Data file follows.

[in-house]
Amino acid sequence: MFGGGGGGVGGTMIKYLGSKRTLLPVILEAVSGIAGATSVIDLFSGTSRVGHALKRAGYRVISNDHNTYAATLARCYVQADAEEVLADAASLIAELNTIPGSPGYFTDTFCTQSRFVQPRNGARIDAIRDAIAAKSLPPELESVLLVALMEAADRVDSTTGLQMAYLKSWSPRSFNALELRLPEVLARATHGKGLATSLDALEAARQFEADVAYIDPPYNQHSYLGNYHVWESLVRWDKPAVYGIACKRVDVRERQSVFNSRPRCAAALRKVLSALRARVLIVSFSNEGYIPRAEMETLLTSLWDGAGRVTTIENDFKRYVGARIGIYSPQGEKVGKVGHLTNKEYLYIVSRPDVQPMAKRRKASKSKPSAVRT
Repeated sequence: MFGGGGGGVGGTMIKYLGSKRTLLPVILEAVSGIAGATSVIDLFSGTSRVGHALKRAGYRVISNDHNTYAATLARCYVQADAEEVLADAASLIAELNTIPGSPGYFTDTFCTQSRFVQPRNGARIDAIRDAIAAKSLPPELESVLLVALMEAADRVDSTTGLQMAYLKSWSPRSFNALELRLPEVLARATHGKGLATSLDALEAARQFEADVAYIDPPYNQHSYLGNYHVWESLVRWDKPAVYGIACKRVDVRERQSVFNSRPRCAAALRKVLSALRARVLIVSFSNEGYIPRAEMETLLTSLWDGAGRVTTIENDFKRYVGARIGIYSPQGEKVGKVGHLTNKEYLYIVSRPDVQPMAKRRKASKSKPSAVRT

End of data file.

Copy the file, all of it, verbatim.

[in-house]
Amino acid sequence: MFGGGGGGVGGTMIKYLGSKRTLLPVILEAVSGIAGATSVIDLFSGTSRVGHALKRAGYRVISNDHNTYAATLARCYVQADAEEVLADAASLIAELNTIPGSPGYFTDTFCTQSRFVQPRNGARIDAIRDAIAAKSLPPELESVLLVALMEAADRVDSTTGLQMAYLKSWSPRSFNALELRLPEVLARATHGKGLATSLDALEAARQFEADVAYIDPPYNQHSYLGNYHVWESLVRWDKPAVYGIACKRVDVRERQSVFNSRPRCAAALRKVLSALRARVLIVSFSNEGYIPRAEMETLLTSLWDGAGRVTTIENDFKRYVGARIGIYSPQGEKVGKVGHLTNKEYLYIVSRPDVQPMAKRRKASKSKPSAVRT
Repeated sequence: MFGGGGGGVGGTMIKYLGSKRTLLPVILEAVSGIAGATSVIDLFSGTSRVGHALKRAGYRVISNDHNTYAATLARCYVQADAEEVLADAASLIAELNTIPGSPGYFTDTFCTQSRFVQPRNGARIDAIRDAIAAKSLPPELESVLLVALMEAADRVDSTTGLQMAYLKSWSPRSFNALELRLPEVLARATHGKGLATSLDALEAARQFEADVAYIDPPYNQHSYLGNYHVWESLVRWDKPAVYGIACKRVDVRERQSVFNSRPRCAAALRKVLSALRARVLIVSFSNEGYIPRAEMETLLTSLWDGAGRVTTIENDFKRYVGARIGIYSPQGEKVGKVGHLTNKEYLYIVSRPDVQPMAKRRKASKSKPSAVRT